Study Identifies Key Enzyme in Microbial Bilirubin Reduction, Affecting Human Health

Study Identifies Key Enzyme in Microbial Bilirubin Reduction, Affecting Human Health – In a recent study published in the journal Nature Microbiology, researchers identified and characterized a novel gut microbiota-derived enzyme called BilR, which plays a crucial role in the reduction of bilirubin to urobilinogen, thus maintaining bilirubin homeostasis in humans.

This discovery sheds new light on the role of the gut microbiome in bilirubin metabolism and highlights the significance of the gut-liver axis in human physiology.

The presence of this enzyme in almost all healthy adults and its decreased prevalence in individuals with inflammatory bowel disease (IBD) have been observed, indicating its importance in maintaining bilirubin balance.

The absence of this enzyme may contribute to conditions such as infant jaundice and gallstone formation.
This finding paves the way for further research into the gut microbiome’s role in various ailments related to bilirubin metabolism

About the study

The research team embarked on a quest to identify the elusive enzyme responsible for transforming bilirubin into its excretable form, urobilinogen.

Their meticulous efforts yielded nine bacterial strains with this remarkable ability, three of which were previously unknown bilirubin manipulators. By meticulously comparing the genomes of these “bilirubin reducers” with their non-reducing counterparts, they zeroed in on a promising candidate – BilR.

This enzyme, nestled within the operons of some bacterial genomes, stood out for its sequence homology to a known carbon-carbon double bond reducer. Subsequent experiments, conducted in the humble laboratory workhorse E. coli, confirmed BilR’s prowess in converting bilirubin to urobilinogen. This crucial step effectively reduces serum bilirubin levels, safeguarding human health.

But BilR’s story doesn’t end there. The researchers delved deeper, uncovering fascinating variations in its genetic makeup across different species. Some strains boasted a full-fledged BilR with additional domains hinting at its role in electron transfer, while others sported a more minimalistic version. This intriguing diversity suggests that bilirubin reduction might be strain-specific, opening doors for further exploration into the intricate tapestry of the gut microbiome.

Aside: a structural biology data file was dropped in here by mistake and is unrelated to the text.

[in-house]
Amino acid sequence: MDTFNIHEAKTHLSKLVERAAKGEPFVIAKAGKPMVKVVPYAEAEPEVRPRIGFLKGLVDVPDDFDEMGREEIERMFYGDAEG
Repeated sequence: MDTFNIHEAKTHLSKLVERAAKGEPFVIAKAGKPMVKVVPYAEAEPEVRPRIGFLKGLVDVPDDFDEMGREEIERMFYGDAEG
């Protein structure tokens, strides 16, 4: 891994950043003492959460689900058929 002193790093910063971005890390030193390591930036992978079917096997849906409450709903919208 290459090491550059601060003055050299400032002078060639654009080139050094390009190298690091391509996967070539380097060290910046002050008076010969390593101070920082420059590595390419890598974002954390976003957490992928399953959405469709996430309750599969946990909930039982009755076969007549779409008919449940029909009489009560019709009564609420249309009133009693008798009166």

The study’s reach extends beyond the confines of the laboratory. Analyzing human gut metagenomes revealed a striking correlation – BilR’s absence often coincided with the vulnerable period for neonatal jaundice, while its presence was nearly ubiquitous in healthy adults. This finding underscores the enzyme’s vital role in maintaining bilirubin balance throughout life.

Furthermore, the researchers observed a significant drop in BilR’s presence in patients battling Crohn’s disease or ulcerative colitis. This link between microbial taxonomic changes in inflammatory bowel diseases and impaired bilirubin reduction paves the way for future investigations into the complex interplay between gut health and bilirubin metabolism.

What is bilirubin and why is it important for humans?

Bilirubin is a yellowish substance that forms after the breakdown of red blood cells and plays a crucial role in the body. It is an important metabolite of heme, a component of hemoglobin, and is involved in the digestion process. Bilirubin is excreted in bile and gives stool its characteristic brown color. Elevated levels of bilirubin in the blood can indicate health issues. It is important for humans because it is a key intermediate in the heme degradation pathway and is involved in the gut-liver axis, which is essential for nutrient absorption and waste secretion in the body.

The recent discovery of a gut microbiota-derived enzyme called BilR has shed new light on the role of the gut microbiome in bilirubin metabolism. This enzyme plays a crucial role in the reduction of bilirubin to urobilinogen, thus maintaining bilirubin homeostasis in humans. The presence of this enzyme in healthy adults and its decreased prevalence in individuals with inflammatory bowel disease highlights its significance in maintaining bilirubin balance.

How does the gut microbiome affect human health?

The gut microbiome, which consists of trillions of bacteria, fungi, and other microbes, plays a significant role in human health. It impacts various bodily functions, including digestion, immune system regulation, and even brain function. An imbalance of unhealthy and healthy microbes in the intestines may contribute to conditions such as weight gain, high blood sugar, high cholesterol, and gastrointestinal disorders.

The gut microbiome also influences the development of chronic diseases, including metabolic diseases, and has been linked to conditions such as inflammatory bowel disease, irritable bowel syndrome, obesity, type 2 diabetes, and atopy.

Additionally, the gut microbiome may affect brain health by producing brain chemicals and communicating with nerves that connect to the brain.

Therefore, maintaining a healthy gut microbiome through a balanced diet, probiotics, and limited antibiotic use is crucial for overall health and well-being.

ALSO READ: Early-onset heart failure significantly elevates the risk of all-cause mortality.

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